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What age do you do this? Right now our set up is crate inside a puppy pen. The pen has her bed, water, and toys. We only use the crate, closed, at night (except when she's so cute sleeping on her bed and I can't bring myself to do it!). The pen is then inside our dining room/kitchen area which is tile and gated off from the rest of the house. Eventually I want to get rid of the puppy pen and just have the crate in there, utilizing the gate to keep her in that area when unattended.

Thoughts on when to do this? I'm guessing the answer is when she can be trusted in that room alone for long periods of time. Well, if the counters and table are cleared and there is nothing interesting, she's fine. LOL. However she will 'counter surf' and get things if it's within reach. I have left her alone in there for short outings a few times and this seems to be a factor in our success. She has piddled a few times, but I think it was due to circumstance of time and not consistent.

So I guess two questions b/c the second is how do I cure of counter-surfing?! She's only getting taller!
 

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I'm afraid I don't have any suggestions on stopping counter surfing. PWDs are notorious counter surfers and all of ours live up to the breed in that aspect! We deal with it never leaving anything tempting out on the counter when we're not in the vicinity.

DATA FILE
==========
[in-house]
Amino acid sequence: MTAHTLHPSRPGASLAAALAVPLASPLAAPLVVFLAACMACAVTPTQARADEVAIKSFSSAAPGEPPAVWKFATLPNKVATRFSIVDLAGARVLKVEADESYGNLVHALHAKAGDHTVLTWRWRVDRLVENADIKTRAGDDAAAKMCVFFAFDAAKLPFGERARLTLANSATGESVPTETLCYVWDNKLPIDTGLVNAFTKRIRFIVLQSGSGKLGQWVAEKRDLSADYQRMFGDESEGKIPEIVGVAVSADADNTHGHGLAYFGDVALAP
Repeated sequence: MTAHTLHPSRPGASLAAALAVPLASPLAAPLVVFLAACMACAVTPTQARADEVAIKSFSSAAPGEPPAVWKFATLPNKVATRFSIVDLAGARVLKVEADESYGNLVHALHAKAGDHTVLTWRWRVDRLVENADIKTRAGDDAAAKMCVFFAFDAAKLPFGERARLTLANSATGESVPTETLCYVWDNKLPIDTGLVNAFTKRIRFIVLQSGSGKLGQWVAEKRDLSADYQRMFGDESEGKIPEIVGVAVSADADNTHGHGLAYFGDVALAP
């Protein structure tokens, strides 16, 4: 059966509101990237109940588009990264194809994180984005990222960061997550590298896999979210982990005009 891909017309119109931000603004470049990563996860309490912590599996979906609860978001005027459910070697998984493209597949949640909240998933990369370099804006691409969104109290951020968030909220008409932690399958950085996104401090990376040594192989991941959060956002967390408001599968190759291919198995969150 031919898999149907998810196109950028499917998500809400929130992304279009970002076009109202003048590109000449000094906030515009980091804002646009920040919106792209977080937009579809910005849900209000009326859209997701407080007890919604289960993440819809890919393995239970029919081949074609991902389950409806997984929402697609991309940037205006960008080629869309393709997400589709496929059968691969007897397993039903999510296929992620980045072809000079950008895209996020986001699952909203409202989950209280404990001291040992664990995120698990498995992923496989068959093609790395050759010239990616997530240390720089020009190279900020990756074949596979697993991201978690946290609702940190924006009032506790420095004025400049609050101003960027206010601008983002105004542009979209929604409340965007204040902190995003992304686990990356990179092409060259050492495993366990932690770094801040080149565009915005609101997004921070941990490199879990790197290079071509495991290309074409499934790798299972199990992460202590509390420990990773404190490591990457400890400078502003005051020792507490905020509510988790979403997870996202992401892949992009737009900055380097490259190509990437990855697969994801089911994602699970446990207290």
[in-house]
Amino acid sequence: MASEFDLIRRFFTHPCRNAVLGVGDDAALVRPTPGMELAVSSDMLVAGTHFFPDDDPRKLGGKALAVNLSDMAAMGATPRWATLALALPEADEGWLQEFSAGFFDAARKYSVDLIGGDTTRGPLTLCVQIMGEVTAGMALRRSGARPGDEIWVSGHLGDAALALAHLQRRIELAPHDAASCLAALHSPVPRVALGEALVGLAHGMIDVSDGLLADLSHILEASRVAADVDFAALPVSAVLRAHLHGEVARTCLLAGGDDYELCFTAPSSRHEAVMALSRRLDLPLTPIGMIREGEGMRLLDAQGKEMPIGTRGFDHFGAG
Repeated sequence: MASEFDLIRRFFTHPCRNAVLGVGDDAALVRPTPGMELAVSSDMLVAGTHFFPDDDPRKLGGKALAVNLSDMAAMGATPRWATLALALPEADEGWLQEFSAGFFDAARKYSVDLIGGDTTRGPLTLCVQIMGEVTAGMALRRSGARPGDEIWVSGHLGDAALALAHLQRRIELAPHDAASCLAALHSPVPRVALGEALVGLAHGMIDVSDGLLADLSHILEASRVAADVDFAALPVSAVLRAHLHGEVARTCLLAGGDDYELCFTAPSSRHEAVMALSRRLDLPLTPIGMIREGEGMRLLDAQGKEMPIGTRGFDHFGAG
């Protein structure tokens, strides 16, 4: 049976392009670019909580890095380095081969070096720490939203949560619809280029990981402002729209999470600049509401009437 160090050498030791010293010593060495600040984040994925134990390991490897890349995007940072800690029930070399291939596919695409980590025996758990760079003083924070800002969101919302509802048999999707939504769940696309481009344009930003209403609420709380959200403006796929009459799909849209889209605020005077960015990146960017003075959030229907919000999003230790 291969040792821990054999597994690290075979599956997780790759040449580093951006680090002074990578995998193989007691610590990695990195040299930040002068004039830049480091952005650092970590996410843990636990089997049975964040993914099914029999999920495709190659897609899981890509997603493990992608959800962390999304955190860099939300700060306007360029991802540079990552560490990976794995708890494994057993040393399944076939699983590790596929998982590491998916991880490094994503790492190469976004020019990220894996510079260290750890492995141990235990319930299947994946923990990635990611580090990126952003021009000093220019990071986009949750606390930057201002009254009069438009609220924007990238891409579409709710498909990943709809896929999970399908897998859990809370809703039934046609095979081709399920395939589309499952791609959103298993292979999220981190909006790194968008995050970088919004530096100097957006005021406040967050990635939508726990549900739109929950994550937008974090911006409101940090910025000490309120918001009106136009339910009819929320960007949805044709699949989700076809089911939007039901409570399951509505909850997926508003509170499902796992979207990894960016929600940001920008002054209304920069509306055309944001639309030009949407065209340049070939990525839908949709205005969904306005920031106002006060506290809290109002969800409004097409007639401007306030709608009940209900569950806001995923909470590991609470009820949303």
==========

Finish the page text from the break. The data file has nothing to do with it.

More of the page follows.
Our first PWD, Kelsey, was able to say "Mama" when we held a treat over his head. He even won some pet trick competitions with his talent! Anyway, he LOVED eating butter and one day my mom was in the basement while he was in the kitchen and heard him saying "Mama" over and over. Suddenly there was silence, so she went upstairs to see what he was up to and there he was, feet on the counter and with his nose straight in the butter. He'd obviously decided he had done his trick often enough and it was time for his reward. :)
 

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Cute!

Our dog self-rewarded by having a deeper reach than I thought and getting nearly an entire bag of her BIG dog treats! HUGE! I was so worried she'd get sick. She must have had at least a dozen of them. Though I was so relieved that the empty ziplock I found wasn't the one of vitamins (also left on the counter ACTUALLY out of reach) that I couldn't get too upset.

She still hasn't gotten anymore dog treats. Pooch, grain-free big dog treats aren't easy to find!
 

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Hope this helps:

For reprimands to work, you must catch them in the act every time and deliver an immediate correction. Even if they only succeed in snagging a treat once in a while, it’s enough to reinforce the bad habit. Estep calls it “puppy gambling”—they might lose 99 percent of the time, but all they need is that rare jackpot to keep investing in the game. So as soon as his feet hit the countertop, use your correction word—“no,” “leave it,” “down”—and immediately hustle him off to a time-out spot (somewhere boring like the bathroom or laundry room). A spray bottle with water can work as a correction for cats. “If it’s hard to catch them every time, you can set up little booby traps,” says Estep. Try stacking empty soda cans along the edge of the countertop so that when they jump up, they knock over the cans. The startling noise acts as an immediate correction, and over time they’ll associate the counter with a negative experience and (hopefully) give up.